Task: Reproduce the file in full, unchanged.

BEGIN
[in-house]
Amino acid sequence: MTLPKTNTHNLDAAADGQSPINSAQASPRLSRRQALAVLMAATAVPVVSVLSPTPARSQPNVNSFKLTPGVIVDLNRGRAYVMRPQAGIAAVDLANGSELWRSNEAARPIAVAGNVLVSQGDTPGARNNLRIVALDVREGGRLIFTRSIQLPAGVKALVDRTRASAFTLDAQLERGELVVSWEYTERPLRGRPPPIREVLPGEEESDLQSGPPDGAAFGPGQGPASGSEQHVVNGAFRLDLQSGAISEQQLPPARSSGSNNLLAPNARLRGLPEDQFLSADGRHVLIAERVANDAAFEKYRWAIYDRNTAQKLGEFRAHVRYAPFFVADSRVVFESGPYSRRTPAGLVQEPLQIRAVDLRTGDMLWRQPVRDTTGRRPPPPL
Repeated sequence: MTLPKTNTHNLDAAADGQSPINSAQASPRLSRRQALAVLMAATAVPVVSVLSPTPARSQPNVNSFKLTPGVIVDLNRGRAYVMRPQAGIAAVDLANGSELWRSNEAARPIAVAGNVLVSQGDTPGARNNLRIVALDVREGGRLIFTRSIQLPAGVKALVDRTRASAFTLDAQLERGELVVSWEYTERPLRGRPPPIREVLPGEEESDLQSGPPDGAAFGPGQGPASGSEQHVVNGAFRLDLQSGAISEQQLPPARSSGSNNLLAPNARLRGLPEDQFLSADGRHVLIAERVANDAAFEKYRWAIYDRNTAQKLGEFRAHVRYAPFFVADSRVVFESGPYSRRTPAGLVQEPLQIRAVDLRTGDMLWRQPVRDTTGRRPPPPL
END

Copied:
[in-house]
Amino acid sequence: MTLPKTNTHNLDAAADGQSPINSAQASPRLSRRQALAVLMAATAVPVVSVLSPTPARSQPNVNSFKLTPGVIVDLNRGRAYVMRPQAGIAAVDLANGSELWRSNEAARPIAVAGNVLVSQGDTPGARNNLRIVALDVREGGRLIFTRSIQLPAGVKALVDRTRASAFTLDAQLERGELVVSWEYTERPLRGRPPPIREVLPGEEESDLQSGPPDGAAFGPGQGPASGSEQHVVNGAFRLDLQSGAISEQQLPPARSSGSNNLLAPNARLRGLPEDQFLSADGRHVLIAERVANDAAFEKYRWAIYDRNTAQKLGEFRAHVRYAPFFVADSRVVFESGPYSRRTPAGLVQEPLQIRAVDLRTGDMLWRQPVRDTTGRRPPPPL
Repeated sequence: MTLPKTNTHNLDAAADGQSPINSAQASPRLSRRQALAVLMAATAVPVVSVLSPTPARSQPNVNSFKLTPGVIVDLNRGRAYVMRPQAGIAAVDLANGSELWRSNEAARPIAVAGNVLVSQGDTPGARNNLRIVALDVREGGRLIFTRSIQLPAGVKALVDRTRASAFTLDAQLERGELVVSWEYTERPLRGRPPPIREVLPGEEESDLQSGPPDGAAFGPGQGPASGSEQHVVNGAFRLDLQSGAISEQQLPPARSSGSNNLLAPNARLRGLPEDQFLSADGRHVLIAERVANDAAFEKYRWAIYDRNTAQKLGEFRAHVRYAPFFVADSRVVFESGPYSRRTPAGLVQEPLQIRAVDLRTGDMLWRQPVRDTTGRRPPPPL